[ Sat. Jan. 20. 2007 ]

'What are you optimistic about?" editor John Brockman asked some of the world's leading scientists on his Web site, www.edge.org.

As I've yet to complete my unified theory of the universe, he did not include me in his survey. If he had, I'd have answered: Just about everything.

As I reported in last week's column, Brockman's respondents were forward-looking, describing cutting-edge research that will help combat global warming and other looming problems. My optimism is anchored in the past.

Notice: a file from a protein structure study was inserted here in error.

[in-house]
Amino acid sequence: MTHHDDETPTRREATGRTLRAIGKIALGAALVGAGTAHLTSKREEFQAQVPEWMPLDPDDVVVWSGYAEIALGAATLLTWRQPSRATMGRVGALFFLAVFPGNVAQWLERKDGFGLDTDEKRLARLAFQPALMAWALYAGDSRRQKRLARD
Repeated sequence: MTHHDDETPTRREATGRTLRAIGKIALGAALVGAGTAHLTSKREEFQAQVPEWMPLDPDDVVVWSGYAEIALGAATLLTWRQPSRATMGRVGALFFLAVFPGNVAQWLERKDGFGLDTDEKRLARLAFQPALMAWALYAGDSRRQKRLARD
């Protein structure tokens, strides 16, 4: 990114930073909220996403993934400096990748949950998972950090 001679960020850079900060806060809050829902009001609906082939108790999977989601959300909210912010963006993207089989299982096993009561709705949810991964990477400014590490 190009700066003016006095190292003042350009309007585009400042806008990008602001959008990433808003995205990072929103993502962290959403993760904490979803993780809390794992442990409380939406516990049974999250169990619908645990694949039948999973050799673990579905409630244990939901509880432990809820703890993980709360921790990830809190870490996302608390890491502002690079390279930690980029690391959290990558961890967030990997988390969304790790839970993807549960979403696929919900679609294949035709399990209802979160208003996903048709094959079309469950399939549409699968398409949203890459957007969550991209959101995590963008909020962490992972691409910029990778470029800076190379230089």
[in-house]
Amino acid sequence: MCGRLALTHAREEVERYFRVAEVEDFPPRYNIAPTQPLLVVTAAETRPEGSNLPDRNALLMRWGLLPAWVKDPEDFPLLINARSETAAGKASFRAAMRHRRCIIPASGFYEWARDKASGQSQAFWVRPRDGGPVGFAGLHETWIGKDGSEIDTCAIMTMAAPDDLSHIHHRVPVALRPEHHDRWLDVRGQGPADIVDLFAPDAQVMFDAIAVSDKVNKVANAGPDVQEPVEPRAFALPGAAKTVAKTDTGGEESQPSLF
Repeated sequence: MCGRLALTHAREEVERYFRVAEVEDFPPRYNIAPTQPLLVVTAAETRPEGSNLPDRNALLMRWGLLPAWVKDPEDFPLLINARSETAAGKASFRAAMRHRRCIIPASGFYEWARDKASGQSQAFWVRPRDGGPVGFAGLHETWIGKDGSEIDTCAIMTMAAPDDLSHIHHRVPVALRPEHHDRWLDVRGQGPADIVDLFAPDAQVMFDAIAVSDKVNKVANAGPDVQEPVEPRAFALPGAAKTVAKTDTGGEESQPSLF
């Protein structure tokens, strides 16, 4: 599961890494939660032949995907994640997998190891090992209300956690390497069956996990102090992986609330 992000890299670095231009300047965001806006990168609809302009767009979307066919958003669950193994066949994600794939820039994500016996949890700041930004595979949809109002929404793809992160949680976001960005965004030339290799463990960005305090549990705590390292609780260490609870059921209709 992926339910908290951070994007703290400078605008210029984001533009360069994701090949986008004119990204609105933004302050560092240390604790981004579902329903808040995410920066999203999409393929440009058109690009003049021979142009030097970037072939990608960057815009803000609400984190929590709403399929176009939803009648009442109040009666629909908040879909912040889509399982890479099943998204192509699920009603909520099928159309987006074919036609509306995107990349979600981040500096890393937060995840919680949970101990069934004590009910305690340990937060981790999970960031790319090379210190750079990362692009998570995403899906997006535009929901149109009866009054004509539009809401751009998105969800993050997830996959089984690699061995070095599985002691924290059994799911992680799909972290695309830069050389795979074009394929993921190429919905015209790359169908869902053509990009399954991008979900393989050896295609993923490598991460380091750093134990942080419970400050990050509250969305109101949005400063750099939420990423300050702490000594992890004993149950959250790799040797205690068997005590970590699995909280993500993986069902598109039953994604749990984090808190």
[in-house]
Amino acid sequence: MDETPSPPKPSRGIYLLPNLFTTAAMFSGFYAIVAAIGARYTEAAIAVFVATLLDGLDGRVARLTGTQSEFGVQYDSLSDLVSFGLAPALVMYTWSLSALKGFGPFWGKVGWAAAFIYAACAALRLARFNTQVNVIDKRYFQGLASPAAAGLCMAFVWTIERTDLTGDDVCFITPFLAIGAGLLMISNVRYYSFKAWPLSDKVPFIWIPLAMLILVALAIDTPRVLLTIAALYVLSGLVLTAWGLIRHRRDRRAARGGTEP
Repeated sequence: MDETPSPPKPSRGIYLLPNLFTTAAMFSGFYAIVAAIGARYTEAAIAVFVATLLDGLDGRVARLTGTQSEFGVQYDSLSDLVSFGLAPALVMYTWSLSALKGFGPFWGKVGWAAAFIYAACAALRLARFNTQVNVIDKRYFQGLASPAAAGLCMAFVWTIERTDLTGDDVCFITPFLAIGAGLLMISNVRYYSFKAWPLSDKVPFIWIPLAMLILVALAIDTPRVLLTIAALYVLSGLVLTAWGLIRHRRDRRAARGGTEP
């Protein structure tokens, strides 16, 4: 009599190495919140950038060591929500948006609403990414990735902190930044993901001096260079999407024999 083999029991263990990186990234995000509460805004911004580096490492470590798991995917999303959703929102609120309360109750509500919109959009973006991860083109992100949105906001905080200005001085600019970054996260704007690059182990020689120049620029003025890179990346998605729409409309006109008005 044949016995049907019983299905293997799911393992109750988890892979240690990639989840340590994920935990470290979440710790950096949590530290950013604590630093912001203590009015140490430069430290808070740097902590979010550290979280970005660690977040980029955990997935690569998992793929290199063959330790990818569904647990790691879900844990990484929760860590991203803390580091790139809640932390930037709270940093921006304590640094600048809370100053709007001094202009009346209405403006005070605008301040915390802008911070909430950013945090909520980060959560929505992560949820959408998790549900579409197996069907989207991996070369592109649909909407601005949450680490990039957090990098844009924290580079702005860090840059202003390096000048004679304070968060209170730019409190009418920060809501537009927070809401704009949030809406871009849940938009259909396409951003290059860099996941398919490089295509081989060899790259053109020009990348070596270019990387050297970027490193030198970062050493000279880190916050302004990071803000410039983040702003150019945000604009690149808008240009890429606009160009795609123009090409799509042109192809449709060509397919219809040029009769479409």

By almost any measure -- greater wealth, better health, diminishing levels of violence -- the world is good and getting better. My only regret is that I am alive today because tomorrow will be even brighter.

Where to start with the good news? How about with the Big Kahuna: During the 20th century, life spans for the average American rose from 44 years to 77 as we tamed age-old scourges such as smallpox, malaria, polio and plague.